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A vaccine for CWD?

 

Mule deer during winter
Photo credit: Shutterstock

Will a vaccine for chronic wasting disease (CWD) be here before we know it? Frank Bastion, an animal scientist at the Louisiana State University (LSU) AgCenter, has discovered a major breakthrough in the continuing saga of CWD, mad cow disease, and Creutzfeldt-Jakob disease, according to an LSU press release.

Bastian, a neuropathologist, has created a way to grow the bacteria that causes these fatal diseases in his lab, which enables the possibility of developing tests and vaccines in the near future.

“This is really exciting news because this allows me to work on the bacteria, while other laboratories with access to chronic wasting disease-affected deer tissues can conduct research also,” said Bastian. “We need more laboratories involved with this approach.”

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With the rampant spread of CWD across western states, resulting recently in the announcement of a “special” CWD hunt in Montana that starts today, Bastian’s discovery has come at a critical time. While CWD and mad cow disease impact animals, Creutzfeldt-Jakob disease, which affects humans, is the same disease and is “often undiagnosed in its early stages and identified in about 15 percent of Alzheimer’s patients,” LSU reports.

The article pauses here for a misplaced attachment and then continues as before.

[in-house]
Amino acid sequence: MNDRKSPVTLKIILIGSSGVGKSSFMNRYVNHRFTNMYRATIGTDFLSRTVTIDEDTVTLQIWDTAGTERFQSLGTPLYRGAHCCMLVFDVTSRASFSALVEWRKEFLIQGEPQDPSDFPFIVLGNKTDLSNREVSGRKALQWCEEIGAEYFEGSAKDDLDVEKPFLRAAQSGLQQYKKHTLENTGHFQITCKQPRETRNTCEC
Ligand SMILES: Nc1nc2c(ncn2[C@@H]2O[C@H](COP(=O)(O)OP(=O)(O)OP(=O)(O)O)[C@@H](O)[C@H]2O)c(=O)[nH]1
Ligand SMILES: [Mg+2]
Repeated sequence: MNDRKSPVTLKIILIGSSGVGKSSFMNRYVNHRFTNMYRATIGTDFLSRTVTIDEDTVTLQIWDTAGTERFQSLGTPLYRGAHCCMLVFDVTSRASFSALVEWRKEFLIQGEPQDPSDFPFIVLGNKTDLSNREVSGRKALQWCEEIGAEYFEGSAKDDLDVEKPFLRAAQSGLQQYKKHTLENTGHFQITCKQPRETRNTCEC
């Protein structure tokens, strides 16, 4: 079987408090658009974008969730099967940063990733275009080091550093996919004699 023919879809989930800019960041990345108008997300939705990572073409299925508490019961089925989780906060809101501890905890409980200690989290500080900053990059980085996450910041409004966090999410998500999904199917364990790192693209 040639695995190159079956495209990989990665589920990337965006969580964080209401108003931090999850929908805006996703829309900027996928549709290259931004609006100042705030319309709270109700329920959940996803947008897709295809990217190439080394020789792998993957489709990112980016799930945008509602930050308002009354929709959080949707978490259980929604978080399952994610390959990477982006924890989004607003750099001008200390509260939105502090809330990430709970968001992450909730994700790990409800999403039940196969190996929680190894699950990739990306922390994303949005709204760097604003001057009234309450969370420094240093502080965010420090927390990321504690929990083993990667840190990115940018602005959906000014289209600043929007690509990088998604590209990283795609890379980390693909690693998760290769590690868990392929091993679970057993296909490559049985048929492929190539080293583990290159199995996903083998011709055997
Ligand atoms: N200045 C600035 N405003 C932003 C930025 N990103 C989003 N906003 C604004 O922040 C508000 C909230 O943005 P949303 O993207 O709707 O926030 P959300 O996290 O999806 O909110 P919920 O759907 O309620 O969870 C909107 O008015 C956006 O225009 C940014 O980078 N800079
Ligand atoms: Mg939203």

Bastian hopes to provide hunters with a test they can use in the field to determine if their harvest has been infected. Currently, CWD can only be confirmed in dead animals and most animals appear normal during the initial stages of infection, which means that it is possible that hunters could ingest infected meat. As in other articles we have covered related to CWD, it is prions that cause this disease, not a bacteria, so it will be interesting to see exactly how effective this new research will be.

“The problem that hunters face in eating potentially infected meat is that heat does not kill this bacteria,” said Bastian. “Eighty-five degrees centigrade does not affect it, and the bacteria survive up to boiling (100 degrees centigrade). This is significant because E. coli is dead at 80.”

While this discovery is still new, it means that potential vaccine and tests could be available within a few years for the public to use.

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